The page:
As a people of hope, what should we, as a Mennonite faith community, expect on the road ahead in 2011?
If the past is prelude, as the adage goes, there are road signs, some of them giving helpful direction, others giving us warnings. At the risk of oversimplifying, we will deal with only three: cultural shifts, ecumenism and a new mission/service focus.
Since many Mennonite families are only one or two generations away from the exodus from Russia and eastern Europe in the 1920s and beyond, we are very conscious of our Russian/German/Dutch immigrant roots, evidenced by the large number of letters to Canadian Mennonite in 2010 as a response to the “Mennonite DNA Project” story.
One writer put the issue rather succinctly: “The majority of North American Mennonite churches still have a core of descendants of those survivors of history. While most are making very real efforts to open up, welcome and integrate believers of different backgrounds, this need not mean the denial of who we are and, yes, of ‘where we came from.’ ”
The growing edge of our denomination, however, is not occurring in this sector of our population, but rather a quite different “ethnicity” is emerging, made up of Asian, Latin American, African and Middle Eastern immigrants. While enthusiastically embracing our Anabaptist theology and ethos, they bring a more charismatic energy to our worship and assemblies, and are rightfully asking for a place in our leadership circles.
Will we make room for them at the table?
And in a changing political/socio-economic Canadian culture, we are not as sure as we were, in our more isolated communities, of just who we are. Are we a part of the rapidly emerging Christian right so vividly described in Marci McDonald’s recent book, The Armageddon Factor: The Rise of Christian Nationalism in Canada? In her wake-up call, she writes that the “emerging Christian right may look and sound different than its American counterpart, but in the five years since the prospect of same-sex marriage propelled evangelicals into political action, it has spawned a coalition of advocacy groups, think tanks and youth lobbies that have changed the national debate.”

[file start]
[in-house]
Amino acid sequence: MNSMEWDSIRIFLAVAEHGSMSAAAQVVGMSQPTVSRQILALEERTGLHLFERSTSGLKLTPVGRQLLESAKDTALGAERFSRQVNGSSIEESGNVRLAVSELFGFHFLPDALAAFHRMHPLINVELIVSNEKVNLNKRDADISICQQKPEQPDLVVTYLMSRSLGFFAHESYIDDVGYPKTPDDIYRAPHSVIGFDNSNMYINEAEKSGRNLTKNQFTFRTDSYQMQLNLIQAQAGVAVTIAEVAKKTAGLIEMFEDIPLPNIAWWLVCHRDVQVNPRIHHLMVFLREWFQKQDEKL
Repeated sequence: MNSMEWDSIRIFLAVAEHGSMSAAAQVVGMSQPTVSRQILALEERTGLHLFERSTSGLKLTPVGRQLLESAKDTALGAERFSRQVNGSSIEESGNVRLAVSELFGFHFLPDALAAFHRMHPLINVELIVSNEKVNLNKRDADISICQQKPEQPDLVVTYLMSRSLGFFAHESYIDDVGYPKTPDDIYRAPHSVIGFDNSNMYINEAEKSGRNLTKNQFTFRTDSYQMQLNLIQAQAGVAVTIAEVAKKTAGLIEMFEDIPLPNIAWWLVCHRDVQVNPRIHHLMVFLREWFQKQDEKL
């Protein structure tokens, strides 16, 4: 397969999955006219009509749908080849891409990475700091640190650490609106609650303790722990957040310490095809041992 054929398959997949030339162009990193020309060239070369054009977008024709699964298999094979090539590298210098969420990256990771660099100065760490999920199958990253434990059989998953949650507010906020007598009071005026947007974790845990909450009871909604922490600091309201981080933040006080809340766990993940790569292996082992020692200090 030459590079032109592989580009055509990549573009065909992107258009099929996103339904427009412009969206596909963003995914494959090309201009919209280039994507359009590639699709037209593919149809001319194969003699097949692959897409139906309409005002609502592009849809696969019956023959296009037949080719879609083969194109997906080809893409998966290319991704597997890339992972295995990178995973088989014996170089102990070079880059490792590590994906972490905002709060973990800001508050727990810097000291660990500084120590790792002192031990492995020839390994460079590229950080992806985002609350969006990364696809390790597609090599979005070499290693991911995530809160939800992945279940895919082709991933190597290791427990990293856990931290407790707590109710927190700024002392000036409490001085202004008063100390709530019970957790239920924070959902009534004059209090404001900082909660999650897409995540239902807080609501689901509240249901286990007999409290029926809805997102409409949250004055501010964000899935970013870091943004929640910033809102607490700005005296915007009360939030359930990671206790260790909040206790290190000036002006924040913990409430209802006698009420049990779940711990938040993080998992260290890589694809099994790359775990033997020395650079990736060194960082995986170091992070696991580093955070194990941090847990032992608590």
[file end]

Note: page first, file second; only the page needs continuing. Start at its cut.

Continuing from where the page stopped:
Have we inadvertently taken up the cause of this increasingly loud and raucous movement—some 3.5 million strong, according to McDonald’s estimates—complete with their public square agenda opposing abortion, homosexuality and public education, and embracing Zionism—rather than holding to our Anabaptist position of viewing any “nationalism” with suspicion and advancing God’s kingdom values of invitation, peace and wholeness, rather than separation by engaging in the prevailing culture wars?
And in a new era of ecumenism, should we not embrace the urge to reconcile past theological differences, such as has happened with us Mennonites accepting the Lutheran gesture of forgiveness for past persecutions, and extend our own words of repentance to Canadian aboriginals in the horrific era of residential schools that robbed a people of their culture?
This is tricky terrain and we must walk carefully, as some of our theologians have cautioned us. These “holy moments” should not tempt us to self-righteousness, nor have us make celebrities out of our martyrs, but should rather instruct us in shaping a blueprint for future sharing of the good news of Jesus in our communities.
The Lutherans, who not only have reconciled with Mennonites, but are seeking “eucharistic hospitality” where Catholics would be able to receive communion at a Lutheran celebration of the Lord’s Supper, and Lutherans would be able to do the same at a Catholic mass, are modelling for the larger Christian community a paradigm that makes the sharing of the gospel a far more effective act of grace.
Our former strident doctrinal stands and closed religious cultures have engendered wars, split families within communions and left the younger generation disillusioned with organized religion entirely. So why not try a new approach?
And finally, as a helping communion, Mennonites need to examine both the motives and effects of our noteworthy charity efforts here at home and around the globe. Are we giving and serving so generously because of our need to feel superior, or do we want to open ourselves to new paradigms of empowerment for these same recipients, so their needs can be met by their own ingenuity and resources?